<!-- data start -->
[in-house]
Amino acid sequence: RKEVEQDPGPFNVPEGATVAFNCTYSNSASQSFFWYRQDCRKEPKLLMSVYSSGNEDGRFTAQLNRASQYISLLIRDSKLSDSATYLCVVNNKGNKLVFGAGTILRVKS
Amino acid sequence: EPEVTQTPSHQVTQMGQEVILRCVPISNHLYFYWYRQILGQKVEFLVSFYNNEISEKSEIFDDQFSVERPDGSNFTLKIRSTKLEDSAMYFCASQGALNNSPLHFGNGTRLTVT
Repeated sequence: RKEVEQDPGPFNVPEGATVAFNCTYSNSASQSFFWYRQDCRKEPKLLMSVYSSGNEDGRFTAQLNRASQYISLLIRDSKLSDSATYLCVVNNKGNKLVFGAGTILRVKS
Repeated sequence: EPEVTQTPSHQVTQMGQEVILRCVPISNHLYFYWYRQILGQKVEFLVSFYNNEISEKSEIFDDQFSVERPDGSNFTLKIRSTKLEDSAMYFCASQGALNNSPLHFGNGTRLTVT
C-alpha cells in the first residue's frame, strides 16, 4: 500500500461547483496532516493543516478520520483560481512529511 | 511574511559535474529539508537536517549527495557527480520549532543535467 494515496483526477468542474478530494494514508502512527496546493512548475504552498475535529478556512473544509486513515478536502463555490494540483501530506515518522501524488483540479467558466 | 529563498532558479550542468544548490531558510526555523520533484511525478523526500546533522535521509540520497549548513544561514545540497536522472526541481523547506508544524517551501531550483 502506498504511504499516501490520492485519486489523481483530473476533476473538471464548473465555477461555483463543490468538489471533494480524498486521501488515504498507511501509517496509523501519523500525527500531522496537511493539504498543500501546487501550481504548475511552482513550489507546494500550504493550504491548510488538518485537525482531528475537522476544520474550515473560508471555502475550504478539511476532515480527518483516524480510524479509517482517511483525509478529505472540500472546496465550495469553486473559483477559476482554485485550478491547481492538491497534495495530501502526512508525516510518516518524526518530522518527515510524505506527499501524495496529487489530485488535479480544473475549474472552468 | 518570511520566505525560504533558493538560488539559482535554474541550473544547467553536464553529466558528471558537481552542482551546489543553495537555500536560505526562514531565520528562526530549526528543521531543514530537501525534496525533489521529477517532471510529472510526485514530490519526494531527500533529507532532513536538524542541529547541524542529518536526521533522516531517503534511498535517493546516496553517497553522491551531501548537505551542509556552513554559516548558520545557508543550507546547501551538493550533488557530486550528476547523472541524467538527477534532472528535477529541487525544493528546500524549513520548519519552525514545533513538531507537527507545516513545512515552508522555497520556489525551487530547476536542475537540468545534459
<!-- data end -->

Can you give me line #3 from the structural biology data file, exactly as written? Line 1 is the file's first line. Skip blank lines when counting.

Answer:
Amino acid sequence: EPEVTQTPSHQVTQMGQEVILRCVPISNHLYFYWYRQILGQKVEFLVSFYNNEISEKSEIFDDQFSVERPDGSNFTLKIRSTKLEDSAMYFCASQGALNNSPLHFGNGTRLTVT